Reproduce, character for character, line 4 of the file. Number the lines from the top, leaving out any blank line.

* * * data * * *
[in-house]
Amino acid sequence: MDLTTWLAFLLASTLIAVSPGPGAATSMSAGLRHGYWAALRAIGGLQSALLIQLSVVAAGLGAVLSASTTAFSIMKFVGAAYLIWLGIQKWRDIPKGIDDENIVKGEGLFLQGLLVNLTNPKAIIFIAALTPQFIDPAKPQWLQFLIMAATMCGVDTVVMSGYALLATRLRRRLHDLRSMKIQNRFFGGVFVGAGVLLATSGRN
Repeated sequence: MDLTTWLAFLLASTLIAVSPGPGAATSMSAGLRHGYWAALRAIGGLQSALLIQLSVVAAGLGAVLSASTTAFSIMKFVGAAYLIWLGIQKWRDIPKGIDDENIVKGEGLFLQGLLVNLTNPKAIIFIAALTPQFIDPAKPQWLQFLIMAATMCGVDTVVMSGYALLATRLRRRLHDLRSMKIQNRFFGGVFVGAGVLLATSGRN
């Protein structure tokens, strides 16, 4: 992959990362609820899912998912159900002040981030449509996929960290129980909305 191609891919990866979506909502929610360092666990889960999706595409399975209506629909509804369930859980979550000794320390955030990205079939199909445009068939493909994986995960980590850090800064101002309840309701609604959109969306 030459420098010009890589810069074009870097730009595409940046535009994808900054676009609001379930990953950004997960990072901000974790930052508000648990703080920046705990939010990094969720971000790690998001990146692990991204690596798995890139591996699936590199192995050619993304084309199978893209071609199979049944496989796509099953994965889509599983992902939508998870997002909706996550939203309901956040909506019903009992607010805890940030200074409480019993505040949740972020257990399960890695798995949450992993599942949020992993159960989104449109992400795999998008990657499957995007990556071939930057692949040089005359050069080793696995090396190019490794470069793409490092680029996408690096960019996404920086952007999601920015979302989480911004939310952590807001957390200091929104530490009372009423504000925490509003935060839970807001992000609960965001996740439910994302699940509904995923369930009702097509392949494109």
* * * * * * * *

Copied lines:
């Protein structure tokens, strides 16, 4: 992959990362609820899912998912159900002040981030449509996929960290129980909305 191609891919990866979506909502929610360092666990889960999706595409399975209506629909509804369930859980979550000794320390955030990205079939199909445009068939493909994986995960980590850090800064101002309840309701609604959109969306 030459420098010009890589810069074009870097730009595409940046535009994808900054676009609001379930990953950004997960990072901000974790930052508000648990703080920046705990939010990094969720971000790690998001990146692990991204690596798995890139591996699936590199192995050619993304084309199978893209071609199979049944496989796509099953994965889509599983992902939508998870997002909706996550939203309901956040909506019903009992607010805890940030200074409480019993505040949740972020257990399960890695798995949450992993599942949020992993159960989104449109992400795999998008990657499957995007990556071939930057692949040089005359050069080793696995090396190019490794470069793409490092680029996408690096960019996404920086952007999601920015979302989480911004939310952590807001957390200091929104530490009372009423504000925490509003935060839970807001992000609960965001996740439910994302699940509904995923369930009702097509392949494109």